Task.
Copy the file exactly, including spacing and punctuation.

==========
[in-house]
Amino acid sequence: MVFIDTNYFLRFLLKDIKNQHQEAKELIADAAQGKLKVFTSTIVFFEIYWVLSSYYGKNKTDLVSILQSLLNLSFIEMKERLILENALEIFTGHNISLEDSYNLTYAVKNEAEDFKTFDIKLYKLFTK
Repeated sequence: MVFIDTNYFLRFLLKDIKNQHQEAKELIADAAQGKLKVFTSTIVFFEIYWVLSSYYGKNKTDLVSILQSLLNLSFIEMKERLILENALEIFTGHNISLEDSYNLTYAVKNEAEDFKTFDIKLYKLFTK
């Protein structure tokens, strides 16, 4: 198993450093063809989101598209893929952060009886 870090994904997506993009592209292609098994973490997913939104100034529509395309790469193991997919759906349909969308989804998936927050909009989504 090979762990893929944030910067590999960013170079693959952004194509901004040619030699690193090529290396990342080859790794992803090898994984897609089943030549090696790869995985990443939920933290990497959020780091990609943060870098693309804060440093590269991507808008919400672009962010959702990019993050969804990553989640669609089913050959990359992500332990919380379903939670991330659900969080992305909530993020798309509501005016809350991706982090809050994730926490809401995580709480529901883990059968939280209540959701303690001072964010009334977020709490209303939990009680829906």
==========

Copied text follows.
[in-house]
Amino acid sequence: MVFIDTNYFLRFLLKDIKNQHQEAKELIADAAQGKLKVFTSTIVFFEIYWVLSSYYGKNKTDLVSILQSLLNLSFIEMKERLILENALEIFTGHNISLEDSYNLTYAVKNEAEDFKTFDIKLYKLFTK
Repeated sequence: MVFIDTNYFLRFLLKDIKNQHQEAKELIADAAQGKLKVFTSTIVFFEIYWVLSSYYGKNKTDLVSILQSLLNLSFIEMKERLILENALEIFTGHNISLEDSYNLTYAVKNEAEDFKTFDIKLYKLFTK
């Protein structure tokens, strides 16, 4: 198993450093063809989101598209893929952060009886 870090994904997506993009592209292609098994973490997913939104100034529509395309790469193991997919759906349909969308989804998936927050909009989504 090979762990893929944030910067590999960013170079693959952004194509901004040619030699690193090529290396990342080859790794992803090898994984897609089943030549090696790869995985990443939920933290990497959020780091990609943060870098693309804060440093590269991507808008919400672009962010959702990019993050969804990553989640669609089913050959990359992500332990919380379903939670991330659900969080992305909530993020798309509501005016809350991706982090809050994730926490809401995580709480529901883990059968939280209540959701303690001072964010009334977020709490209303939990009680829906």